Some consumers are starting to prefer a shared, hailed ride over buying their own car, a study says.

University researchers surveyed more than 1,200 people in Austin, Texas, to find out how their transportation habits changed after ride-hailing firms Uber and Lyft pulled out of the market after a May 2016 local election failed to honor their intentions.

The study by University of Michigan Transportation Research Institute, Texas A&M Transportation Institute, and Columbia University, found that 41 percent went back to using their own vehicle to fill the void, and only nine percent went out and bought a car for their mobility needs.

About 3 percent chose public transit, and 42 percent switched to another smaller transportation networking company in the market.

In May 2016, voters blocked a ballot measure that would have allowed Uber and Lyft to keep using their own background-check systems. The companies pulled their drivers out of the market after the measure failed.

That led to 12 app-based startups trying to fill the void. Most are gone, but a few are still in business serving Austin.

Researchers in the study analyzed the findings and reported that Austin survey respondents who had transitioned to a personal vehicle were 23-times more likely to take more trips than those who had switched to a different ride-hailing firm. Trips went way down after Uber and Lyft left the city — the average frequency on trips went from 5.65 times per month to 2.01, a 68 percent drop.

One surprising element of the study was that consumers with household incomes over $100,000 were less likely to buy a new car than those under that income benchmark. The researchers speculated that wealthier Austin residents already had a vehicle to use and didn’t need to purchase a second vehicle right away.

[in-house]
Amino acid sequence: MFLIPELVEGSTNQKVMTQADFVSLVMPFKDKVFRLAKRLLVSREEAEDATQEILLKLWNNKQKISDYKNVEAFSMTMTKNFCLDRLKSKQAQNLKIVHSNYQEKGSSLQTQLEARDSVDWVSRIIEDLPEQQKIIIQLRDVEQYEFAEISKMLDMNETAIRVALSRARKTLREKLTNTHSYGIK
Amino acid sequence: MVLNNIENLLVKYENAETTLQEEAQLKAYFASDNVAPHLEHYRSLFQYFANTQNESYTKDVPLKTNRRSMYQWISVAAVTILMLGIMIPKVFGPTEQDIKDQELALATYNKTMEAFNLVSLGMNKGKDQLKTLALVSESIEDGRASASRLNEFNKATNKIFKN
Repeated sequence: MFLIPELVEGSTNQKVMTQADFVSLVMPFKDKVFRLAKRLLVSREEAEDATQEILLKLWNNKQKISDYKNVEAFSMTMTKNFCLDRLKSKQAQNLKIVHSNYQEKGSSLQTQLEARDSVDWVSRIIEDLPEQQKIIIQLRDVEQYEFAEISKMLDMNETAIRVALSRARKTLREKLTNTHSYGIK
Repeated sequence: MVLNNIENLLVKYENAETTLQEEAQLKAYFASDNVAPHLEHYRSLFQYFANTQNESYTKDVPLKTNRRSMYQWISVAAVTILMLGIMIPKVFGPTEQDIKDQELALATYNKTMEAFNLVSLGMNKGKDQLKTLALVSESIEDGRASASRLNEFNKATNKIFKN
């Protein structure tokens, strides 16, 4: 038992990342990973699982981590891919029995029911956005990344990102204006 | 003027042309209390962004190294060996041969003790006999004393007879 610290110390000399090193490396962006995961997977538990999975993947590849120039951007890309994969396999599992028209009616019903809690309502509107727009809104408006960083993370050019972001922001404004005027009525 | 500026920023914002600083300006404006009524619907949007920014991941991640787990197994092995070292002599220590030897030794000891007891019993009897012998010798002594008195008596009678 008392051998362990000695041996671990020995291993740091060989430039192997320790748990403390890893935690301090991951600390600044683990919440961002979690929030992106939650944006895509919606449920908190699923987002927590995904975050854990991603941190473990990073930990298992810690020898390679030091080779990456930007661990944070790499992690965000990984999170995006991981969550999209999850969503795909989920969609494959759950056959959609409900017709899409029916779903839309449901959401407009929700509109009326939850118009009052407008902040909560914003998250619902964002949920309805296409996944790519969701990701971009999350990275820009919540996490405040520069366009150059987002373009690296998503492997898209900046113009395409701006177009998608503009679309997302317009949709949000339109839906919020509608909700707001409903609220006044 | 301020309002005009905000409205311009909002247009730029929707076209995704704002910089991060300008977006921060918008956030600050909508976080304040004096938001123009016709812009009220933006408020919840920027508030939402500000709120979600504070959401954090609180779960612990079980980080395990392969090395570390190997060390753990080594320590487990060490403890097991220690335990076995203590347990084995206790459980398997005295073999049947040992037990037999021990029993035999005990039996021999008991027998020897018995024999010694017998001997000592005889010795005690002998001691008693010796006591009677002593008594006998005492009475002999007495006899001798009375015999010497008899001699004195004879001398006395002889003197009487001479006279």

The university researchers have been impressed with the explosive growth Uber, Lyft, and other mobility services have seen in recent years. Their potential is vast in reducing gasoline consumption and pollution, but the study found it’s too early to see those results. The change that is becoming clear from the study is choices consumers are making about transportation.

“On-demand, ride-sourcing services have grown tremendously in the last decade and they promise a host of potential public benefits — reduced energy consumption and greenhouse gas emissions, easing of road congestion, as well as affordability, and accessibility,” said Robert Hampshire, a professor at UMTRI and lead author of the new study.

“However, we’ve yet to see empirical evidence of these benefits in the research literature. The suspension of services in Austin provided for a natural experiment to measure its impact on travel behavior,” Hampshire said.

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More data will be available soon.

In late May, Uber and Lyft relaunched their services in Austin. This was in response to the state adopting Texas House Bill 100, which overrides local ordinances. It also creates statewide regulations governing transportation network companies.

The research team has pledged to continuing the research to measure the impact of the re-entry of the major ride-haling firms back to Austin.